DETROIT -- General Motors will sell a majority stake in its captive finance operation only if it finds a buyer that will preserve its support of GM dealers and retail customers, a top GMAC executive vows.
If GM sells a controlling interest in General Motors Acceptance Corp., the finance operation could improve its credit rating and reduce borrowing costs, GMAC President William Muir said in an interview with Automotive News last week.
"It could very well be that a deal doesn't get done if General Motors can't find the right kind of terms and conditions to make sure that we don't lose that seamless approach to the marketplace," Muir said.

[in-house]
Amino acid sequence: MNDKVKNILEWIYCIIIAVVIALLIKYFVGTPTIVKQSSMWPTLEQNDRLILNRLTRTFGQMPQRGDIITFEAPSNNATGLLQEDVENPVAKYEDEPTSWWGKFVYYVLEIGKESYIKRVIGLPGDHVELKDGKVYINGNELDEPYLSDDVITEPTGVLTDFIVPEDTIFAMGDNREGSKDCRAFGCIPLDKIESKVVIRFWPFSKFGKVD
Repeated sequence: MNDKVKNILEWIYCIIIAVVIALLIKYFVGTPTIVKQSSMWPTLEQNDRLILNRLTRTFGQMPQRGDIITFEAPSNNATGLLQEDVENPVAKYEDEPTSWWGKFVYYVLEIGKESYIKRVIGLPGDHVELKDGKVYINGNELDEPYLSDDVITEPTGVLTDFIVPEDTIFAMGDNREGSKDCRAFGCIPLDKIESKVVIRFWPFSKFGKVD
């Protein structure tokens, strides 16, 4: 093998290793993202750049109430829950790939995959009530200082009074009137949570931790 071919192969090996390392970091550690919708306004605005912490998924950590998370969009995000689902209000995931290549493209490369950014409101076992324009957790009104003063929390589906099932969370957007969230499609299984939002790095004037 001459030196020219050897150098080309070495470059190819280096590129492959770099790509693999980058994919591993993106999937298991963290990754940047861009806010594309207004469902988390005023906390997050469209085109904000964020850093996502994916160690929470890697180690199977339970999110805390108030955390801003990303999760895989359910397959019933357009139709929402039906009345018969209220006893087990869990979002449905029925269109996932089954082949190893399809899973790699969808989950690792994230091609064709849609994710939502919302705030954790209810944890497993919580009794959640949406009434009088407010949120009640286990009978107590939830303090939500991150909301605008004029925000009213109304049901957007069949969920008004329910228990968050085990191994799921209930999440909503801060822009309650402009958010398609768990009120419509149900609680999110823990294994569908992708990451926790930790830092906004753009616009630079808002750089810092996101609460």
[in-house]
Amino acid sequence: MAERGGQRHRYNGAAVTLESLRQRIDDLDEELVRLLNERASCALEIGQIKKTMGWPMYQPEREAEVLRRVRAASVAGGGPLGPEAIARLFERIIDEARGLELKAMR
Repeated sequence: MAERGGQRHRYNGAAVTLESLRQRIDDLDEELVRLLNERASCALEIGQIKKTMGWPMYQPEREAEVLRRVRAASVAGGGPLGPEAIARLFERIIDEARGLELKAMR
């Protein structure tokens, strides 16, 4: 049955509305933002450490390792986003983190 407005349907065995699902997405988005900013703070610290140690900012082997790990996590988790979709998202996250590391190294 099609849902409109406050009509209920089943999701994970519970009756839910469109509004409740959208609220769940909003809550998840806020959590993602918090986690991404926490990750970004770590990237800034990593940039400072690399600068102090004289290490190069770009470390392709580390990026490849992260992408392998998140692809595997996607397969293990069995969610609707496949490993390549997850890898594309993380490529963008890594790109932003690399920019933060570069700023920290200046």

GM CEO Rick Wagoner said last month that the automaker contemplates selling a controlling interest in GMAC to a "strategic partner." Such a sale could raise as much as $14 billion, industry analysts estimate.
A GMAC sale also would enable the captive to cut its cost of borrowing money. GMAC's credit rating is influenced by GM's. Both are below investment grade. As a result, GMAC must borrow at higher interest rates.
GMAC would not say how much more it is paying. But Muir said: "The goal is to get GMAC's credit rating back to investment grade in order for us to regain access to the low-cost funding that we need to remain competitive."
Muir said GM has no timetable for the sale, and he insisted that the company will do nothing to harm GMAC's relations with dealers.